Bodie acknowledges that stocks have beaten inflation by a significantly greater degree than TIPS’ safe rate. But he counsels investors to appreciate the fact that stocks’ average rate of return may not be their own rate of return. “There’s a wide distribution of values you can end up with,” and the worst outcome is much worse than TIPS. He compares the risk of long-term stock market losses to the risk of a fire burning one’s home. Even if the probability of loss is small, he says, homeowners still are willing to spend $1,000 or more a year to insure against it because the possibility of loss would be catastrophic.

Video 7, called “Don’t Trust Anyone,” warns of well-intentioned uncles or neighbors who might have your best interests at heart but may not know what they’re talking about. Bodie also plugs NAPFA as one of the only organized advisor groups that swears an oath of fiduciary responsibility to put their clients’ interests first. (The CFA Institute's Chartered Financial Analysts are another such group, Bodie told AdvisorOne.)

But Bodie does not endorse every advisor on NAPFA’s rolls. Rather, he recommends those seeking professional help to ask a prospective advisor, as a test question, what they think of Series I savings bonds. “If you don’t get, ‘That’s a pretty good idea for money that you want to stay safe,’ then I would look elsewhere for an advisor,” Bodie says.

Video 8, called “Stay in the Labor Force,” counsels maintaining a job-based income until at least age 70, which is the latest year that deferral of Social Security will result in a benefits increase worth about 8% per year. Those not yet retired should work at least part time, he says, and those already retired should consider finding a job they like for added income.

Video 9, called “I Hate Losing,” warns against hot tips, which should be regarded more as urban legend than solid advice, Bodie cautions.

Video 10, called “Three Crucial Tips,” offers important takeaways that should guide retirement savers. First, they should think about saving and investing for retirement the same way they think about insurance—that it is about protecting their standard of living, not about speculating. That is the secret to what Bodie calls “worry-free” investing.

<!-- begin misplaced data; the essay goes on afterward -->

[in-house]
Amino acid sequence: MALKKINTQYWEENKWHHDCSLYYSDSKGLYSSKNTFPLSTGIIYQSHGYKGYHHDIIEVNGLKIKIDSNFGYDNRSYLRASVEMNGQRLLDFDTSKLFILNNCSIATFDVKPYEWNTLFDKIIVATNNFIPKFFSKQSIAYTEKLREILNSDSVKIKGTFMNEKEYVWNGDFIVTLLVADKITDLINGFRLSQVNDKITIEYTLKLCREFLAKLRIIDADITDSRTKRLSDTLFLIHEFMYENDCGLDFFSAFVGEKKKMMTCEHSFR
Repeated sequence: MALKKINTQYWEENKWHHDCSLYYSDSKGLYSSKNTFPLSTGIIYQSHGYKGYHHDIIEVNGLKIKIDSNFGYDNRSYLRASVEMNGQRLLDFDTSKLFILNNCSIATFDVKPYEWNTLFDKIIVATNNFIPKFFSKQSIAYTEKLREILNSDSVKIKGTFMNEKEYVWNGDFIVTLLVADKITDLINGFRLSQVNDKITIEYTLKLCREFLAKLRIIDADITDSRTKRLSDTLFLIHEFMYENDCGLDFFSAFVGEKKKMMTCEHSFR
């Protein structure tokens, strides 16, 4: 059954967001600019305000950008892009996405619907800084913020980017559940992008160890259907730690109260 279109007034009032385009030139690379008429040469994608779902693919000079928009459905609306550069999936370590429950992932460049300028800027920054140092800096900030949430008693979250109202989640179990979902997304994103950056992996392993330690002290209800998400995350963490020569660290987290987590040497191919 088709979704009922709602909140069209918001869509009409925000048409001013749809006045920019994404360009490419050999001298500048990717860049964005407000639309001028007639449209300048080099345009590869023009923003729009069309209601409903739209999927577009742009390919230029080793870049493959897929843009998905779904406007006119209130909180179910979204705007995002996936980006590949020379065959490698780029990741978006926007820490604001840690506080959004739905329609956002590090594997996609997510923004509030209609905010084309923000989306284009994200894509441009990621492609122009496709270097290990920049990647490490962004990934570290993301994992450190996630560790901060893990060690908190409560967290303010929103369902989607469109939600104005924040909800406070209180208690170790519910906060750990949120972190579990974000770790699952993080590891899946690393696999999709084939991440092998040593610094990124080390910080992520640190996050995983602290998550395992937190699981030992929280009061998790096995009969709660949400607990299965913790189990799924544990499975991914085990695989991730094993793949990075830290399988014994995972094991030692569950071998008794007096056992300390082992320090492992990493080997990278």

Second, investors should be wary of investment industry people and products. Rather than put their faith in people, they should rely instead on guarantees. Target-date funds, he says, don’t come with guarantees, but they do come with assurances that investors are bearing all the risk. He says these asset managers understand risk management better than their customers, so he asks, rhetorically, why is it OK for investors to assume the risk but not the asset managers. In other words, investors should guarantee the income that is important for their retirement.

Bodie’s final point is that investors should educate themselves about their finances. By analogy, Bodie says that he would not be his own doctor, but enjoys reading about health care in books written for non-professionals. That enables him to enjoy making choices presented to him by the experts.

Laurence Kotlikoff, economist, Boston UniversityThe Boston University site also makes available the financial planning software, ESPlanner, created by the BU economist Laurence Kotlikoff (left), a current third-party presidential candidate.The basic version of the software is made available to BU employees as a fringe benefit and aims to help them smooth out consumption of their income before and after retirement (there is also a souped-up advisor version called ESPlannerPro).

The tool allows consumers to alter assumptions about the length of employment and saving to show how they might increase their living standard while maintaining an investment floor for safety.

Contrary to most industry-based approaches but consistent with economic theory, the program assumes that the more capital invested in stocks, the less income is available as a floor (because of the risk of impairment of capital) but the higher the upside. Conversely, the less invested, the higher the current income available but the lower the upside.

Page 1 of 4
Single page view Reprints Discuss this story
This is where the comments go.